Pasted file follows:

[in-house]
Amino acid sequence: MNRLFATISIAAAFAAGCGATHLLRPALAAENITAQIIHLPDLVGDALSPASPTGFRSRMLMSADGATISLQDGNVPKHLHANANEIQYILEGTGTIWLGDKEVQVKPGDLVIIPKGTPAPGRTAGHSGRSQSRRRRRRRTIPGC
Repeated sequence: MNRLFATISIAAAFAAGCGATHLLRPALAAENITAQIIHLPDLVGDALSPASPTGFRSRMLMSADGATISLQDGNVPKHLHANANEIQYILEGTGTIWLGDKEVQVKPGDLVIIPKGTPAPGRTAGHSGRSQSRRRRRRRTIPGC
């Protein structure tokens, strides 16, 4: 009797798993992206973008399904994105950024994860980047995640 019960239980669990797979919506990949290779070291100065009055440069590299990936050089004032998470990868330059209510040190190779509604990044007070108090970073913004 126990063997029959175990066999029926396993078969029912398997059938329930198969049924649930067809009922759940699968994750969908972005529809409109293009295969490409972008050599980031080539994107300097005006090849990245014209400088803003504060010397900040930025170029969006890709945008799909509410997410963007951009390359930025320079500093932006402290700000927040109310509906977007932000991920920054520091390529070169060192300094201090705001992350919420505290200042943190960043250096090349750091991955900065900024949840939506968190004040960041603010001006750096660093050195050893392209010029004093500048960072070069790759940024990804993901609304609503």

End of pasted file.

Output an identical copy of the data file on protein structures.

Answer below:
[in-house]
Amino acid sequence: MNRLFATISIAAAFAAGCGATHLLRPALAAENITAQIIHLPDLVGDALSPASPTGFRSRMLMSADGATISLQDGNVPKHLHANANEIQYILEGTGTIWLGDKEVQVKPGDLVIIPKGTPAPGRTAGHSGRSQSRRRRRRRTIPGC
Repeated sequence: MNRLFATISIAAAFAAGCGATHLLRPALAAENITAQIIHLPDLVGDALSPASPTGFRSRMLMSADGATISLQDGNVPKHLHANANEIQYILEGTGTIWLGDKEVQVKPGDLVIIPKGTPAPGRTAGHSGRSQSRRRRRRRTIPGC
């Protein structure tokens, strides 16, 4: 009797798993992206973008399904994105950024994860980047995640 019960239980669990797979919506990949290779070291100065009055440069590299990936050089004032998470990868330059209510040190190779509604990044007070108090970073913004 126990063997029959175990066999029926396993078969029912398997059938329930198969049924649930067809009922759940699968994750969908972005529809409109293009295969490409972008050599980031080539994107300097005006090849990245014209400088803003504060010397900040930025170029969006890709945008799909509410997410963007951009390359930025320079500093932006402290700000927040109310509906977007932000991920920054520091390529070169060192300094201090705001992350919420505290200042943190960043250096090349750091991955900065900024949840939506968190004040960041603010001006750096660093050195050893392209010029004093500048960072070069790759940024990804993901609304609503």